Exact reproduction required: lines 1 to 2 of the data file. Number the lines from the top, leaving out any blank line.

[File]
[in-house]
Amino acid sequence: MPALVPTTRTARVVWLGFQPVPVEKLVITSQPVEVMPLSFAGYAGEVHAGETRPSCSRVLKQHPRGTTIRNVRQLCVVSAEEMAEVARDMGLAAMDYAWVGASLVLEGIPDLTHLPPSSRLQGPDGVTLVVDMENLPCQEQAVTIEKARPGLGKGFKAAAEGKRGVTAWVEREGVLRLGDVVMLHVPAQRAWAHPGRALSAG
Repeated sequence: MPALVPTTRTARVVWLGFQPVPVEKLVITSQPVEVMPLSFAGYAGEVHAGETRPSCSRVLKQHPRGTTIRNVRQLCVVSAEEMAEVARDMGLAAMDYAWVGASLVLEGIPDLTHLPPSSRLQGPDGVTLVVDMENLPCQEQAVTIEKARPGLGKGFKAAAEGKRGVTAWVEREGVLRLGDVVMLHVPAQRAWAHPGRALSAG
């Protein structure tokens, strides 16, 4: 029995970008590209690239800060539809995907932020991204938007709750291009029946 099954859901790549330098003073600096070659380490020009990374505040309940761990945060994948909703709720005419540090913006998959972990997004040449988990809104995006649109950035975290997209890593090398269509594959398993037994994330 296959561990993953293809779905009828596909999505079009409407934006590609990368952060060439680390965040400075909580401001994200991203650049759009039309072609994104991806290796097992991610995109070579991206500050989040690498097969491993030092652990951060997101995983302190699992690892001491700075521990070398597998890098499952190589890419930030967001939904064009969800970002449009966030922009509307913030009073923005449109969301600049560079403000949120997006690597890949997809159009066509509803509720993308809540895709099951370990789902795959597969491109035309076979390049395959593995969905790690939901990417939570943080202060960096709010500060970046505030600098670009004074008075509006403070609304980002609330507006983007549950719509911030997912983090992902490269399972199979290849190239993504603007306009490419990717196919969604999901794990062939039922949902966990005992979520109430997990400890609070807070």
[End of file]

[in-house]
Amino acid sequence: MPALVPTTRTARVVWLGFQPVPVEKLVITSQPVEVMPLSFAGYAGEVHAGETRPSCSRVLKQHPRGTTIRNVRQLCVVSAEEMAEVARDMGLAAMDYAWVGASLVLEGIPDLTHLPPSSRLQGPDGVTLVVDMENLPCQEQAVTIEKARPGLGKGFKAAAEGKRGVTAWVEREGVLRLGDVVMLHVPAQRAWAHPGRALSAG